Bullard: Reg Reform Needs to Address Nonbank Sector
The presidents of the Federal Reserve banks used to be largely seen and not heard. Not anymore. Many of the 12 are outspoken critics of the financial reform bill working its way through Congress, and James B. Bullard of the St. Louis Fed is no exception.
In an interview, Bullard said the reform effort should take better aim at lenders outside the banking system, and he isn't buying the argument that the country needs large banks to finance companies with global operations.
Bullard joined the St. Louis Fed in 1990 and was deputy director of research for monetary analysis when he took over from William Poole as president two years ago.
You've said the regulatory reform legislation doesn't do enough to rein in the shadow banking system. Which companies are you talking about? Aren't most large financial firms bank holding companies now?
JAMES B. BULLARD: It's true that during the crisis some previously nonbanks converted over to bank holding companies. Even for those I think only a small fraction of their business is actually what we would call traditional commercial banking. Plus you have big insurers and you've got hybrid institutions like GE Capital and others. During the crisis, these institutions turned out to be susceptible to run-like phenomena and that created a lot of problems for the economy, and I am not really seeing us addressing that.
What is the solution?
BULLARD: I am not sure I have a great solution to it, but I wish people would be thinking about it more than they are. … There is one major change that we could make that makes a lot of sense and would help a lot, which is to change the tax code in a way that discourages short-term debt finance if you think short-term debt finance is what's really causing all these problems.
Are you really saying the regulatory reform bill doesn't address the interconnectedness of financial firms, how dependent they are on each other?
BULLARD: I know that has been a concern of some people, but I haven't really seen that borne out by data or even theories.
You need convincing after Lehman Brothers?
BULLARD: Bear Stearns was No. 47 on the list of S&P 500 financial firms at the beginning of the crisis, and as soon as you did something for Bear Stearns, that meant everyone on the list above Bear Stearns was evidently considered "too big to fail." … People will just say casually that there is too much interconnectedness, but what is it exactly and what kind of metrics do we have on that kind of thing and how does that work in some kind of coherent framework where you could trace it out and see how it worked?
What is your position on the Volcker Rule?
BULLARD: I think it makes sense to put some restrictions on the activities of institutions that are accepting government assistance in the form of deposit insurance. … I think it makes sense to put some limits on the types of risk that they can take. I think it's not so easy to see how that is actually going to work in practice, but it does make some sense if you are going to accept deposit insurance.
The bill would create a systemic-risk council, but you've said lawmakers aren't going far enough to ensure that the council takes action when risks to the system are spotted. What should Congress do?
BULLARD: If the systemic-risk council had existed in the past I think it's unlikely that it would have actually taken any action to mitigate the risks that might have been on the horizon, and I haven't seen very much in the legislation that is going to guarantee action. The reason you have an institution that's like the Federal Reserve that is quasi-independent is to take what might appear to be unpopular actions in the short term because you get better long-run policy. That's kind of what raising interest rates is like. It's that kind of decision. And so the systemic-risk decision would be something similar. You see excesses developing somewhere in the economy and you want to take action.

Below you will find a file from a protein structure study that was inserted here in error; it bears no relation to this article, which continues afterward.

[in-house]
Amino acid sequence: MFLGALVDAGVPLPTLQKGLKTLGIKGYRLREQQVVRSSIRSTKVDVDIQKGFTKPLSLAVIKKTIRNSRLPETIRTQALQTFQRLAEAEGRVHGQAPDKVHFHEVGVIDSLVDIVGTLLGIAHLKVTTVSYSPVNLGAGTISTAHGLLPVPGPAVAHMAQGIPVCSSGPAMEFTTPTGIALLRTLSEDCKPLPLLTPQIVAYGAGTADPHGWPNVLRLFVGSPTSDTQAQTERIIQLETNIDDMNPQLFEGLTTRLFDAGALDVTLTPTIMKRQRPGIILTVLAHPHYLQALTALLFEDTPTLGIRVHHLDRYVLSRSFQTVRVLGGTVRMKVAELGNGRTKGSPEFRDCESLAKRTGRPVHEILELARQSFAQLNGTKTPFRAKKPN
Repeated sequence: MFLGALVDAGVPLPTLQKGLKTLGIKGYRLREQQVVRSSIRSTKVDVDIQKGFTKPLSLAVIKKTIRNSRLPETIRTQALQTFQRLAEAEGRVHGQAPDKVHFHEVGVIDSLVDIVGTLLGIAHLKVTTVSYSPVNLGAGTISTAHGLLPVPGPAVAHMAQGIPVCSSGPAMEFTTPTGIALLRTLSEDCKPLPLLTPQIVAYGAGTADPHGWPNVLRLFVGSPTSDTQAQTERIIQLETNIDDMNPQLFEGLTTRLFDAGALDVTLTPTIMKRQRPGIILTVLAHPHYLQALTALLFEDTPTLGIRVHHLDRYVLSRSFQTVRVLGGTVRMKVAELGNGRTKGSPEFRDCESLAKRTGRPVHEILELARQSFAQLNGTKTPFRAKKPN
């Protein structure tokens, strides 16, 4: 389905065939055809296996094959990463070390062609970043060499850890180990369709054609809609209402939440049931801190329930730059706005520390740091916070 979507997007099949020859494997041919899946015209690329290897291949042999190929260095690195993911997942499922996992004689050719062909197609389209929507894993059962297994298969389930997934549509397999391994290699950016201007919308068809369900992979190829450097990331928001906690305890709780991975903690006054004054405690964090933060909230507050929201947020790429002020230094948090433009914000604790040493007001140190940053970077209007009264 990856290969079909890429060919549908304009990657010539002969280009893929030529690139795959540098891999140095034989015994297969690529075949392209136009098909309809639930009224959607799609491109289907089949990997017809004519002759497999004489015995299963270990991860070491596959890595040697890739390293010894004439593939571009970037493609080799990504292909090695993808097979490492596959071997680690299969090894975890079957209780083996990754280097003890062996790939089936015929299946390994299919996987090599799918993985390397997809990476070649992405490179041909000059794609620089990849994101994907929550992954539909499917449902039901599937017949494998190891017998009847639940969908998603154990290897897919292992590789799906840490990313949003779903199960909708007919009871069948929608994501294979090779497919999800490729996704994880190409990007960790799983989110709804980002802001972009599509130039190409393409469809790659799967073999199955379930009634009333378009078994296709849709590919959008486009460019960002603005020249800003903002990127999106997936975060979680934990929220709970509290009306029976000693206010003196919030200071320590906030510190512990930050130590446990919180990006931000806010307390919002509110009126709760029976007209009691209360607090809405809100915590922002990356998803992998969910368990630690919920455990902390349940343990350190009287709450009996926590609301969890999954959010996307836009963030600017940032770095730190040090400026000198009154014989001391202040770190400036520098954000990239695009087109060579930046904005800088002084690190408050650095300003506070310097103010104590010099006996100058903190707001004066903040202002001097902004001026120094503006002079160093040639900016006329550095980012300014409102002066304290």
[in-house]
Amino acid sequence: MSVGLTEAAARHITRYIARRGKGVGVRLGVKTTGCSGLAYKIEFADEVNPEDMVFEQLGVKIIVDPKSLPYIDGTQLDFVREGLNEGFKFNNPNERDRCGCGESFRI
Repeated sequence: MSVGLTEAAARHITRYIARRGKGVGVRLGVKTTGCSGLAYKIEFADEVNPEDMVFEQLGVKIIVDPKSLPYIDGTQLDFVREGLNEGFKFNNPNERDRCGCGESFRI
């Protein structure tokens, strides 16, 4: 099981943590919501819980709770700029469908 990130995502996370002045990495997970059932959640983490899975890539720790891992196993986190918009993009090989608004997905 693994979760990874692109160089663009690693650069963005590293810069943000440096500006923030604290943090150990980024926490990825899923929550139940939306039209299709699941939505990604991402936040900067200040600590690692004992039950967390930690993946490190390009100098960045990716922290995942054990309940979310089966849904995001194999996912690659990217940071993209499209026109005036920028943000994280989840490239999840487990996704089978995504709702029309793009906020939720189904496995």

But policymakers saw the housing bubble and did nothing about it.
BULLARD: You need to give this decision to a quasi-independent body that is a step away from the political situation so they have enough independence and enough cover to be able to make that decision in the name of better long-run policy even though it won't be popular in the short run.
Should that body be the Fed?
BULLARD: That's exactly what the Federal Reserve does. It takes away the punch bowl just as the party gets going. But if you didn't want it to be the Federal Reserve then you need to create some other entity that has that kind of status.
Do you think the largest institutions should be broken up?
BULLARD: A lot of these institutions look like they are probably too big to manage. And even from their own perspective, they would probably benefit from being smaller.
But don't the global companies based in the U.S. need banks with global reach?
BULLARD: I don't buy that. I think you can put deals together with smaller institutions.
Will the regulations spurred by the reform bill make it tough to make a profit as a bank?
BULLARD: If you load up the banking sector with a lot of new regulations you will push a lot of activity out to the nonbank sector. That is exactly what has been going on over the last couple of decades. It's really what got us into trouble. I am very concerned that we are just going down the same path again. You have non-deposit-taking institutions that are inventing new ways to take new risks and stepping just one step outside the regulatory structure, and these new institutions then will come back to haunt us.
If you are Chris Dodd writing this bill, how do you prevent that from happening?
BULLARD: You have to think in terms of regulating the financial landscape, not in terms of how I am going to regulate my local bank. I am not sure there has been enough thinking in that direction during this whole process.